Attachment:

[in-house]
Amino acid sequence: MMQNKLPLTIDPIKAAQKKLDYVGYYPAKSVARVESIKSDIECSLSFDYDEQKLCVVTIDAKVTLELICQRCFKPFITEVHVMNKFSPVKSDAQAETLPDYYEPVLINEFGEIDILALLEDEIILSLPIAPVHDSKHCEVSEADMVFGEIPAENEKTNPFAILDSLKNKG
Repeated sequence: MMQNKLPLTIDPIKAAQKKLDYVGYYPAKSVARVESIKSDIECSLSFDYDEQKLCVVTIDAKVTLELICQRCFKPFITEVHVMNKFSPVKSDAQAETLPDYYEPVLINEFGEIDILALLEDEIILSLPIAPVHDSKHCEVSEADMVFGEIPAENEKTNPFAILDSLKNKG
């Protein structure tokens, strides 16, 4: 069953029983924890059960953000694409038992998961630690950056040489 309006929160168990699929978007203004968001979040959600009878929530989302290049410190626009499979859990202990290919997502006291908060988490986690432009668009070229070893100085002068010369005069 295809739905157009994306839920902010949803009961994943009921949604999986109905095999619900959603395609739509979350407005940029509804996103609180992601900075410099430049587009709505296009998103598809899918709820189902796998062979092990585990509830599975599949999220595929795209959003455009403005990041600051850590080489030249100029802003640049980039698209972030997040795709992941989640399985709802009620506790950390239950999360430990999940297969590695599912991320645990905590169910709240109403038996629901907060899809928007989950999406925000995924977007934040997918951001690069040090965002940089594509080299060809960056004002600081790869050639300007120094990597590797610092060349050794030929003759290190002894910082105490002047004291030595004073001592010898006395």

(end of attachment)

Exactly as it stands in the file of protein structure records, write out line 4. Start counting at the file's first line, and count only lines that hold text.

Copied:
């Protein structure tokens, strides 16, 4: 069953029983924890059960953000694409038992998961630690950056040489 309006929160168990699929978007203004968001979040959600009878929530989302290049410190626009499979859990202990290919997502006291908060988490986690432009668009070229070893100085002068010369005069 295809739905157009994306839920902010949803009961994943009921949604999986109905095999619900959603395609739509979350407005940029509804996103609180992601900075410099430049587009709505296009998103598809899918709820189902796998062979092990585990509830599975599949999220595929795209959003455009403005990041600051850590080489030249100029802003640049980039698209972030997040795709992941989640399985709802009620506790950390239950999360430990999940297969590695599912991320645990905590169910709240109403038996629901907060899809928007989950999406925000995924977007934040997918951001690069040090965002940089594509080299060809960056004002600081790869050639300007120094990597590797610092060349050794030929003759290190002894910082105490002047004291030595004073001592010898006395």